Disclosure of Education Records

The University will disclose information from a student’s educational records only with the written consent of the student, except:

  1. To school officials who have a legitimate educational interest in the records. A school official is:
    1. A person employed by the University in an administrative, supervisory, academic, research or support staff position
    2. A person employed by or under contract to the University to perform a special task, such as legal counsel or an auditor
    3. A person elected to the Board of Trustees
    4. Law enforcement unit officials who are employed by the University.
  2. A school official has a legitimate educational interest if the official is:
    1. Performing a task that is specific in his or her job description or by a contract agreement; or
    2. Performing a task related to a student’s education; or
    3. Performing a task related to the discipline of a student; or
    4. Providing a service or benefit relating to the student or student’s family, such as health care, counseling, job placement or financial aid.
  3. To certain officials of the U.S. Department of Education and state and local education authorities in connection with certain state or federally supported programs
  4. In connection with a student’s request for or receipt of financial aid, as necessary to determine eligibility, amount or conditions of financial aid, or to enforce the terms and conditions of the aid
  5. If required by state law requiring disclosure that was adopted before November 19, 1974
  6. To organizations conducting certain studies for or on behalf of the University
  7. To accrediting organizations to carry out their functions
  8. To comply with a judicial order or lawfully issued subpoena
  9. To appropriate parties in a health or safety emergency.

FERPA permits school officials to disclose any and all education records, including disciplinary records, to another institution at which the student seeks or intends to enroll.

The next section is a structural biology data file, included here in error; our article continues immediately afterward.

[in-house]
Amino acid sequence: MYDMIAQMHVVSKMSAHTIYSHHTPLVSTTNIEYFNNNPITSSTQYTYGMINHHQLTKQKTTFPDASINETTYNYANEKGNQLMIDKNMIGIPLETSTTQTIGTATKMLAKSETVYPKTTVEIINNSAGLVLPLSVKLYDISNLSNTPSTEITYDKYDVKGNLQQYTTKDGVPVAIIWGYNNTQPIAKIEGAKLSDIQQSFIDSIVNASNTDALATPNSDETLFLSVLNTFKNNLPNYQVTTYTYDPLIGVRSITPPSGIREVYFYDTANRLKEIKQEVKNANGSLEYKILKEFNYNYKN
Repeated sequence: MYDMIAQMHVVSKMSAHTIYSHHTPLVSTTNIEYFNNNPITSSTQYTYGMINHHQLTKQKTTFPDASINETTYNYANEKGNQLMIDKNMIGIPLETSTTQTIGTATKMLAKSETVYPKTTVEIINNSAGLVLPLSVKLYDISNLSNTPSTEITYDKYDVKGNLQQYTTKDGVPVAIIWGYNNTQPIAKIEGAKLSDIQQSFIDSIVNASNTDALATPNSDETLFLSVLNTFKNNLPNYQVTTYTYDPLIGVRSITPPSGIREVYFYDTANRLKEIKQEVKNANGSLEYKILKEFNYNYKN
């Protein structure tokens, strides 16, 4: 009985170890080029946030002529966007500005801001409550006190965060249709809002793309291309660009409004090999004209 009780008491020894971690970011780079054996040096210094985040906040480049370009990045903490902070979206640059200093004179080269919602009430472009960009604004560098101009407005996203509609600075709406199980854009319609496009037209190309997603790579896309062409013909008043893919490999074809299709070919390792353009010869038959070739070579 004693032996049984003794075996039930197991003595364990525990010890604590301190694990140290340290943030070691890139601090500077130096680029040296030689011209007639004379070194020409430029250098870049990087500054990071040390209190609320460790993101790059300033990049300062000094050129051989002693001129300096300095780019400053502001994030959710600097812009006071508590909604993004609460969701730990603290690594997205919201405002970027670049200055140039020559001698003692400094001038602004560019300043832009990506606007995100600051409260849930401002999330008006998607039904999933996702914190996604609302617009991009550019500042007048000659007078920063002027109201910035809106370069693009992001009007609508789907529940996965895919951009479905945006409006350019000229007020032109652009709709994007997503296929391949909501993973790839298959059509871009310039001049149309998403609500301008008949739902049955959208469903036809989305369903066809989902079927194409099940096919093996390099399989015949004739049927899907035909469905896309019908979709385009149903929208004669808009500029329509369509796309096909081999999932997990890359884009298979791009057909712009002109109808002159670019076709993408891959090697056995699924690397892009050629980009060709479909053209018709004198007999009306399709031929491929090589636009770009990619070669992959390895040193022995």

FERPA permits institutions to comply with information requests from the Department of Homeland Security and its Immigration and Customs Enforcement Bureau in order to comply with the requirements of the Student and Exchange Visitor Information System (SEVIS).

Records of Requests for Disclosure

The University will maintain a record of all requests for and/or disclosure of information from a student’s education records. The record will indicate the name of the party making the request, any additional party to whom it may be disclosed and the legitimate interest the party had in requesting or obtaining the information. The student may review the record.

Directory Information

Directory information may be disclosed by the University without written permission of the student. Directory information includes a student’s full name, address, place of birth, age, current residence (city only), major field of study, participation in officially recognized activities and sports, weight and height of members of athletic teams, dates of attendance, degrees and awards received, full or part-time status, e-mail address, class standing and other similar information.

Final Grades

FERPA does not permit students to challenge grades or other evaluations of academic performance. The University may refuse to consider a request to change an instructor’s grade, unless the student indicates that the grade should be changed because of an alleged recording error. Students who wish to appeal a grade should follow the grade appeal policy in the University catalog.

Correction of Education Records